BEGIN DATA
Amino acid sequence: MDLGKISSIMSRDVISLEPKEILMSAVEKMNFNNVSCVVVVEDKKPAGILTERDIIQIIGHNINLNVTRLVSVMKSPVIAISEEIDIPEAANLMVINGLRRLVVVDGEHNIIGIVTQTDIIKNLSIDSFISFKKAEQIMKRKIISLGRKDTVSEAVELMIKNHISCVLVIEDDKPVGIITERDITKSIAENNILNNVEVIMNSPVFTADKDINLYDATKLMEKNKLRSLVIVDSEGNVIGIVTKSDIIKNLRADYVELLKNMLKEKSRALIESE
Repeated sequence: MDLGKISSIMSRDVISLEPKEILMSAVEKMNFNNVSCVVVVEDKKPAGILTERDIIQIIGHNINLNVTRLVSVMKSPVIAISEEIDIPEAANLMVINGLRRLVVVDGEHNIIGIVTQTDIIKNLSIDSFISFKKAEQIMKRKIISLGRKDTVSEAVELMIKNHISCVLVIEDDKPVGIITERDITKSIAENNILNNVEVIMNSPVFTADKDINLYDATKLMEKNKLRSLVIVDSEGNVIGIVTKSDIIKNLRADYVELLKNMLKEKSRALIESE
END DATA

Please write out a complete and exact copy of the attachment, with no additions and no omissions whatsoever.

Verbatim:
Amino acid sequence: MDLGKISSIMSRDVISLEPKEILMSAVEKMNFNNVSCVVVVEDKKPAGILTERDIIQIIGHNINLNVTRLVSVMKSPVIAISEEIDIPEAANLMVINGLRRLVVVDGEHNIIGIVTQTDIIKNLSIDSFISFKKAEQIMKRKIISLGRKDTVSEAVELMIKNHISCVLVIEDDKPVGIITERDITKSIAENNILNNVEVIMNSPVFTADKDINLYDATKLMEKNKLRSLVIVDSEGNVIGIVTKSDIIKNLRADYVELLKNMLKEKSRALIESE
Repeated sequence: MDLGKISSIMSRDVISLEPKEILMSAVEKMNFNNVSCVVVVEDKKPAGILTERDIIQIIGHNINLNVTRLVSVMKSPVIAISEEIDIPEAANLMVINGLRRLVVVDGEHNIIGIVTQTDIIKNLSIDSFISFKKAEQIMKRKIISLGRKDTVSEAVELMIKNHISCVLVIEDDKPVGIITERDITKSIAENNILNNVEVIMNSPVFTADKDINLYDATKLMEKNKLRSLVIVDSEGNVIGIVTKSDIIKNLRADYVELLKNMLKEKSRALIESE